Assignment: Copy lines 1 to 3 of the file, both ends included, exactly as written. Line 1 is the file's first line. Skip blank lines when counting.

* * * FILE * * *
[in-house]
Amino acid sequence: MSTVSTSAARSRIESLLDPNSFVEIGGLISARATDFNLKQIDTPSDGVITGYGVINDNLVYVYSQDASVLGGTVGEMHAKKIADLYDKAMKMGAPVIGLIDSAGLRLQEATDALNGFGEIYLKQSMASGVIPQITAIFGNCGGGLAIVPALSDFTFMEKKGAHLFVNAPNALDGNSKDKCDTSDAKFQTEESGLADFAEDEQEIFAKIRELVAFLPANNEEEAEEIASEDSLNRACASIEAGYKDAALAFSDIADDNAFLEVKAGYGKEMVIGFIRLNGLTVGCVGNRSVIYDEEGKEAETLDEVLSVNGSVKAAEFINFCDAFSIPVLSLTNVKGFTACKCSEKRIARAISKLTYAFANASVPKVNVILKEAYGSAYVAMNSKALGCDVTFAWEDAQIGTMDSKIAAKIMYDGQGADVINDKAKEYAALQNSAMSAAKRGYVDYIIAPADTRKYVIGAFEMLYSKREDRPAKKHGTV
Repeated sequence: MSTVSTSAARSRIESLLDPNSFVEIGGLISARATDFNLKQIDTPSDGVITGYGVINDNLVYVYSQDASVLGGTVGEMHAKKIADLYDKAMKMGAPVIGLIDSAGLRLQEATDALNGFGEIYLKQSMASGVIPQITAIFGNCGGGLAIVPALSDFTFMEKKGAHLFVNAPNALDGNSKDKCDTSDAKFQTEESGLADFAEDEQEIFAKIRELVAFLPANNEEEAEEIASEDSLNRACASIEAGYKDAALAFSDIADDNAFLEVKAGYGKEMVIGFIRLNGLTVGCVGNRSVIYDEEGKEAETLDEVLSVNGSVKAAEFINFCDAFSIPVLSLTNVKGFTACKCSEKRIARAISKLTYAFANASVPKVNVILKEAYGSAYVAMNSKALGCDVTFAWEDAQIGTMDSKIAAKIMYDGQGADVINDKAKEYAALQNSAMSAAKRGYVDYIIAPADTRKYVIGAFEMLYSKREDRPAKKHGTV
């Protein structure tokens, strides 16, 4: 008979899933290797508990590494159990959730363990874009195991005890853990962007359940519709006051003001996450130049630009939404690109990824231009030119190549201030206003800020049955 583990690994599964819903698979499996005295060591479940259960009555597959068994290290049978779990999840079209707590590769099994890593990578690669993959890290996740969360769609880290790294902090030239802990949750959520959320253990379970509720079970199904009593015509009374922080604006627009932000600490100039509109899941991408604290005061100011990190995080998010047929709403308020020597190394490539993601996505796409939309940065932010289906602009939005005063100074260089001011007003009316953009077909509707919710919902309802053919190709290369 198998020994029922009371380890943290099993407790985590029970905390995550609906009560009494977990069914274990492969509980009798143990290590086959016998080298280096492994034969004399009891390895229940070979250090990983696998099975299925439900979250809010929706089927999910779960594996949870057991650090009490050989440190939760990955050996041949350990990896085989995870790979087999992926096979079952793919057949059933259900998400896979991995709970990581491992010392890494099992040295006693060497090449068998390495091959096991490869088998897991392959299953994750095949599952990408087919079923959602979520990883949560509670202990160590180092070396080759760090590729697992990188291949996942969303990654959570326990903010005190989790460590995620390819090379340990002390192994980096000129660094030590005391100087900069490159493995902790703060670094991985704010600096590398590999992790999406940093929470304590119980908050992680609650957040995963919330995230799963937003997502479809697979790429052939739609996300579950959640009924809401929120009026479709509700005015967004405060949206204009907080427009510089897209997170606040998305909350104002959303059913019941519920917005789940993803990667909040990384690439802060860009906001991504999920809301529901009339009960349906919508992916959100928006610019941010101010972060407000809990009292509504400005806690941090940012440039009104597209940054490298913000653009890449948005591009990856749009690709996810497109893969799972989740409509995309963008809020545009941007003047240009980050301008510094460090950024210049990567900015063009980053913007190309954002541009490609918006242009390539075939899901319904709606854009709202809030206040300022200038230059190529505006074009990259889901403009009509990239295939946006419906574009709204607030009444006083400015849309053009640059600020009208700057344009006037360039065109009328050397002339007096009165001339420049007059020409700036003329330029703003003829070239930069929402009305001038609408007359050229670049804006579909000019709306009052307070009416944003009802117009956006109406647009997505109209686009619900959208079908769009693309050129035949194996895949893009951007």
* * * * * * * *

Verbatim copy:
[in-house]
Amino acid sequence: MSTVSTSAARSRIESLLDPNSFVEIGGLISARATDFNLKQIDTPSDGVITGYGVINDNLVYVYSQDASVLGGTVGEMHAKKIADLYDKAMKMGAPVIGLIDSAGLRLQEATDALNGFGEIYLKQSMASGVIPQITAIFGNCGGGLAIVPALSDFTFMEKKGAHLFVNAPNALDGNSKDKCDTSDAKFQTEESGLADFAEDEQEIFAKIRELVAFLPANNEEEAEEIASEDSLNRACASIEAGYKDAALAFSDIADDNAFLEVKAGYGKEMVIGFIRLNGLTVGCVGNRSVIYDEEGKEAETLDEVLSVNGSVKAAEFINFCDAFSIPVLSLTNVKGFTACKCSEKRIARAISKLTYAFANASVPKVNVILKEAYGSAYVAMNSKALGCDVTFAWEDAQIGTMDSKIAAKIMYDGQGADVINDKAKEYAALQNSAMSAAKRGYVDYIIAPADTRKYVIGAFEMLYSKREDRPAKKHGTV
Repeated sequence: MSTVSTSAARSRIESLLDPNSFVEIGGLISARATDFNLKQIDTPSDGVITGYGVINDNLVYVYSQDASVLGGTVGEMHAKKIADLYDKAMKMGAPVIGLIDSAGLRLQEATDALNGFGEIYLKQSMASGVIPQITAIFGNCGGGLAIVPALSDFTFMEKKGAHLFVNAPNALDGNSKDKCDTSDAKFQTEESGLADFAEDEQEIFAKIRELVAFLPANNEEEAEEIASEDSLNRACASIEAGYKDAALAFSDIADDNAFLEVKAGYGKEMVIGFIRLNGLTVGCVGNRSVIYDEEGKEAETLDEVLSVNGSVKAAEFINFCDAFSIPVLSLTNVKGFTACKCSEKRIARAISKLTYAFANASVPKVNVILKEAYGSAYVAMNSKALGCDVTFAWEDAQIGTMDSKIAAKIMYDGQGADVINDKAKEYAALQNSAMSAAKRGYVDYIIAPADTRKYVIGAFEMLYSKREDRPAKKHGTV